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Coronavirus Upended Her Family, But This Latina Teen Is Determined To Make Her Vote Count

Marlene Herrera, a first-time voter in San Diego County, on February 23, 2020...

Photo by Max Rivlin-Nadler

Above: Marlene Herrera, a first-time voter in San Diego County, on February 23, 2020.

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First-time voter Marlene Herrera is undecided when it comes to the 2020 presidential election. The coronavirus has upended the issues she is watching.

Aired: May 20, 2020 | Transcript

Marlene Herrera has her entire life planned out in a color-coordinated notebook. It’s helped the 17-year-old Scripps Ranch High School senior keep track of her schedule and big events such as grad night, an annual celebration for graduating seniors.

But the coronavirus pandemic has turned Herrera’s carefully planned world upside down. No grad night, no prom, no graduation ceremony. It’s brought a new set of worries: She’s on track to be the first person in her family to attend college this fall, but how will she pay for it? How will her uninsured family members access health care?

Herrera said she worries the United States is heading toward a repeat of the 2016 presidential election, where her family members were turned off by both parties' failed promises to Latino voters on issues such as immigration and health care.

“My family members, once it came down to the two candidates, they just didn’t vote,” she said of the 2016 race.

RELATED: Are You — Or Do You Know — A Young Latino Voter Who Plans On Voting For The First Time?

Herrera wasn’t yet eligible to vote in California’s primary because she hadn’t yet turned 18. She plans to register to vote after her birthday next month. Still, she was following the election closely before the pandemic hit.

Throughout the pandemic, Herrera has split her time between her two parents’ homes. The pandemic has upended their lives, too.

For the first month of California’s lockdown, Herrera and her younger brother stayed with her father, a Mexican-American born in the U.S. He manages a grocery store and has been working nonstop during the pandemic.

“You can noticeably see how much more tired he is,” she said. “There’s times he doesn’t even want to stay up to eat because he’s that tired. A lot of times when he gets home, my brother and I just say, 'Here’s your blanket, here’s your pillow.' He does this thing where he passes out on the couch first before he goes to bed.”

While her father was at work, Herrera and her brother were stuck inside. Herrera spent time taking online classes from a nearby community college, doing Zoom classes for high school and gaming. She borrowed her brother’s PlayStation 4 and started meeting her friends virtually in the video game, Grand Theft Auto.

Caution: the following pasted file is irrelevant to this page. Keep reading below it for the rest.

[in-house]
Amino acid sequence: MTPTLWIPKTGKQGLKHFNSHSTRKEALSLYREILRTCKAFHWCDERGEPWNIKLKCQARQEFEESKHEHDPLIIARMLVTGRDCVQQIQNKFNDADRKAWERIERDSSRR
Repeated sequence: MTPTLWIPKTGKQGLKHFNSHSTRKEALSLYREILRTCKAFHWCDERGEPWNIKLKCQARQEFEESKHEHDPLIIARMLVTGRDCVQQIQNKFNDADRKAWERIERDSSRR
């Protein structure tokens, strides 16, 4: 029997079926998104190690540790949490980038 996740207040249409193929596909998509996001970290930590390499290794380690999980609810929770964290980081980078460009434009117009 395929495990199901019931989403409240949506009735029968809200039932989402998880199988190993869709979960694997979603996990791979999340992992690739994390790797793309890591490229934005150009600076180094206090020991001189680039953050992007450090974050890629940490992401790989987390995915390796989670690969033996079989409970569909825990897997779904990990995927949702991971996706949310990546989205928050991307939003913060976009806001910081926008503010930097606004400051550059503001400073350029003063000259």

“We joked that we were going to use the pier in the game as our grad night,” she said. She faces the prospect of celebrating her birthday online as well: “You can find me celebrating on the virtual roller coaster.”

Herrera just moved back in with her mother, who spent weeks at home sick with flulike symptoms. She never got tested for the coronavirus because she is uninsured and worried about the cost.

While Herrera's mother was paid during the time she was sick, she was laid off for weeks from her job at a law office.

Still, even with all the uncertainty, Marlene has had some recent reasons to celebrate. Her mom’s business was able to hire her back last week thanks to a government loan. And Marlene got into her top college choices. In the fall, she’ll be attending San Francisco State. Virtually, that is — all California State Universities will be going remote for the fall term.

"It’s never going to be back to normal if you really think about it," Herrera said. "Because a lot of schools shut down, a lot of kids are online. A lot of colleges right now are being lenient for our grades and stuff. I just don’t know what to expect."

In college, Marlene wants to study psychology. So she’s closely watching how the country’s health care industry is responding to the pandemic.

Herrera said she is closely watching how the country’s health care industry is responding to the pandemic. She said her family has experienced what happens when health care comes at a cost.

“I am low-income as well. I know that feeling,” she said. “Thank God my little sister and I have [health insurance], but my mom doesn’t. When she gets sick, she needs to just fight through it. She’s worried about how much it’s going to cost. It frustrates me.”

With the pandemic still raging, the U.S. general election is still far from Herrera’s mind.

“Especially because I’m not happy with either of the candidates. Putting aside what I feel for the candidate is different from politically what they’ll bring to the government, and I’ll have to see which one is the best option.”

She said her mom suggested leaving that line of the ballot empty.

But Herrera said she will cast her vote for president. She’s determined to make her vote count in November.

Listen to this story by Max Rivlin-Nadler.

This story is part of "Every 30 Seconds," a collaborative public media reporting project tracing the young Latino electorate leading up to the 2020 presidential election and beyond.

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Photo of Max Rivlin-Nadler

Max Rivlin-Nadler
Speak City Heights Reporter

opening quote marksclosing quote marksI cover City Heights, a neighborhood at the intersection of immigration, gentrification, and neighborhood-led health care initiatives. I'm interested in how this unique neighborhood deals with economic inequality during an unprecedented global health crisis.

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